One of the main questions about vegetarianism that perturbs meat-eaters and would-be veggies is this: how do you get enough protein in your diet?
We all know that protein is a staple part of any diet, not only is it crucial for muscle growth and repair, but it's a fantastic source of fuel.
But while there are plenty of plant-based proteins (we're looking at you, quinoa), not all proteins are created equal.
There are 20 amino acids in total that combine to make protein, nine of which can't be produced by the human body. These are known as the "essential" amino acids, as we need to ingest them through our diet.
A "complete" protein contains an adequate amount of all of the essential amino acids. Meat is a complete protein (sob), but there are plenty of plant-based "complete" proteins too.
Plant-based complete proteins include:
Soya beans & products (tempeh, tofu)
Chlorella & spirulina
Vegetarian sources of animal proteins:
Eggs (preferably free range or organic)
"Of course, it's not essential - or even possible - to eat these complete proteins all the time, you can also mix other proteins, called ‘protein combining’, to create a complete protein," explains nutritionist and founder of Wild Nutrition, Henrietta Norton.
"Many cultures that traditionally follow a vegetarian way of eating, use this method of ‘protein combining’."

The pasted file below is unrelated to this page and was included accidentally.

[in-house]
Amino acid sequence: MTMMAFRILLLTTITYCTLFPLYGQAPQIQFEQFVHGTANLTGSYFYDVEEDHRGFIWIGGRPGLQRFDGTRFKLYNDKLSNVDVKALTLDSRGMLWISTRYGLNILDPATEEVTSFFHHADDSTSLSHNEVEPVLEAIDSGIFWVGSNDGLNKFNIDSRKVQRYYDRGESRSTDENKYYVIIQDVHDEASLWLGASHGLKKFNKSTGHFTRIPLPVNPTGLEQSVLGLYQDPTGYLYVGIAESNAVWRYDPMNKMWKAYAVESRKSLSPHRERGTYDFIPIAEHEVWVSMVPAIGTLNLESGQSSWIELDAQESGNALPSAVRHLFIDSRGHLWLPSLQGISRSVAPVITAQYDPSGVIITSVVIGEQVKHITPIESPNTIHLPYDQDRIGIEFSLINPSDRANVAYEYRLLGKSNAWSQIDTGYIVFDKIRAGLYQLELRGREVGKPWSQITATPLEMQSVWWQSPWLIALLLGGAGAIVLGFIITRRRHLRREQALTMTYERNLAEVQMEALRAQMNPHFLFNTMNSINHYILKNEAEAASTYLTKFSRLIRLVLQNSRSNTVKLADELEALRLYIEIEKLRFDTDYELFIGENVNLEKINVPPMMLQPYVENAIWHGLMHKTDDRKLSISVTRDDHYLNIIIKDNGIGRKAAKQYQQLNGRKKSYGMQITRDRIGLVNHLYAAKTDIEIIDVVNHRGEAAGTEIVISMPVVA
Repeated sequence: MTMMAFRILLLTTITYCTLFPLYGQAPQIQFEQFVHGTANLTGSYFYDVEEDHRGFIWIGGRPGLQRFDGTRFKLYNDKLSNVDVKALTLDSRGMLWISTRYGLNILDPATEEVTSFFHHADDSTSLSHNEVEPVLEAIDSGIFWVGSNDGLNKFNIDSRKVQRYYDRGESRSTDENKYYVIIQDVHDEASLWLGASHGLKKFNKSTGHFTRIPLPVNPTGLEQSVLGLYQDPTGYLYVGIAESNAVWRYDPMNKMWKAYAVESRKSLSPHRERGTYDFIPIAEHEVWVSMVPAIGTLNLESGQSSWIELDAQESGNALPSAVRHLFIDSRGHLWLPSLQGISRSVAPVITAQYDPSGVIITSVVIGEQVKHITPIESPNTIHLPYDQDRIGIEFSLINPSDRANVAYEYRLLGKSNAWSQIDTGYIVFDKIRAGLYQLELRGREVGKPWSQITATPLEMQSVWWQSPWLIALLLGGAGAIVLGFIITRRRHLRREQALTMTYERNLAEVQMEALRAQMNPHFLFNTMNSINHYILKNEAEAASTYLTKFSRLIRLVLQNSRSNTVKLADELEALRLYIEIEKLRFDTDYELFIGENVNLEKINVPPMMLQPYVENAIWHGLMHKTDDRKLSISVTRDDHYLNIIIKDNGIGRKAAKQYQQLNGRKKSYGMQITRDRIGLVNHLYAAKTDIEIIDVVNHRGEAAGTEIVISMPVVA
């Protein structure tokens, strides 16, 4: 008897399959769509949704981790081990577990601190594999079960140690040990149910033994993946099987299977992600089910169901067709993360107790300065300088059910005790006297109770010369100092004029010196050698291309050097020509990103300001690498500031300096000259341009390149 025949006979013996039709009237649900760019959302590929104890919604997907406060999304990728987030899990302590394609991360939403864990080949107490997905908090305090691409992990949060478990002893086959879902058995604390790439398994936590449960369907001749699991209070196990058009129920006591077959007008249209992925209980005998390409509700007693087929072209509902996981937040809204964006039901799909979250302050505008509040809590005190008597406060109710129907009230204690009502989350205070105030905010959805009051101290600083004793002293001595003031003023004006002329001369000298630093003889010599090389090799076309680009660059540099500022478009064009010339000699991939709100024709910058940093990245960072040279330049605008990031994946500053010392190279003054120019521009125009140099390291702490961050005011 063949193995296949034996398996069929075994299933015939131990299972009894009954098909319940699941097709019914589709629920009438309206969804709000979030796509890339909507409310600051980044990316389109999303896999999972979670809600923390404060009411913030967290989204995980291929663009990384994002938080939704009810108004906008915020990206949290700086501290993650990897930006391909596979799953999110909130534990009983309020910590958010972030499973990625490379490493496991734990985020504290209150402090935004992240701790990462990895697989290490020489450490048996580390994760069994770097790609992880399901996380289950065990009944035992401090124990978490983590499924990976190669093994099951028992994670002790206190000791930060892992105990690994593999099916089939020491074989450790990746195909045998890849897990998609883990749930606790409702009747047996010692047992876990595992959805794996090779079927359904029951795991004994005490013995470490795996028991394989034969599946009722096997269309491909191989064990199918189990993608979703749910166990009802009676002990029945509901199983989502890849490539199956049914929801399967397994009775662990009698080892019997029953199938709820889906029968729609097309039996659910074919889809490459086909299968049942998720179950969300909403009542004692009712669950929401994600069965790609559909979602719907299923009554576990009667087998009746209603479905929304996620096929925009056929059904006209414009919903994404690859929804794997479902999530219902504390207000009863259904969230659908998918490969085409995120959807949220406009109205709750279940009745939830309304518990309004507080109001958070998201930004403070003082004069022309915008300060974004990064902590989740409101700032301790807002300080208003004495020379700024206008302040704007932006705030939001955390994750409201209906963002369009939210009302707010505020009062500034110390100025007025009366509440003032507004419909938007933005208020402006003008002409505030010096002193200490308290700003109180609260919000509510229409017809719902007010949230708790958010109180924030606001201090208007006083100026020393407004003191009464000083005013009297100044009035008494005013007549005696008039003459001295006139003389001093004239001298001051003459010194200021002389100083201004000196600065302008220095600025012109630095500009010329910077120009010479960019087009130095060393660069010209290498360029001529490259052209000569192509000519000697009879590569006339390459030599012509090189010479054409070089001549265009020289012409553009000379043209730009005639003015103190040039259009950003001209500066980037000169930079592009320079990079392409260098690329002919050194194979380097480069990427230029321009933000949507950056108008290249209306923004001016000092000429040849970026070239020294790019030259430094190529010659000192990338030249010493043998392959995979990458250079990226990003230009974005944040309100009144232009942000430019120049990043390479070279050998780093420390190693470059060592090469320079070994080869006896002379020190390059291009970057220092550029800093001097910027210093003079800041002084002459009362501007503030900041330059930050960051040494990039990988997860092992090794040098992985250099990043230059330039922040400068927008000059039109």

'Protein-combining' may seem like something you'd do wearing a white coat in a lab, but Norton explains that it's surprising easy.
"All you need to do is mix two of any of these three groups within a twelve hour period, it's best if you can combine within one meal where possible."
Group One: Whole Grains
Group Two: Nuts/Seeds
Sunflower, hemp, sesame, pumpkin seeds
Group Three: Legumes
Black eyed beans
Examples of these combinations could include: vegetable and bean con carne with brown rice, chickpea humous on rye bread or vegetable & black eyed bean stir-fry with cashew nuts and brown rice noodles.
"Try to mix all of these rather than rely on one food source such as dairy. Instead include complete and combined plant proteins in your diet," Norton adds.
In need of some more veggie inspiration? Check out the recipes below...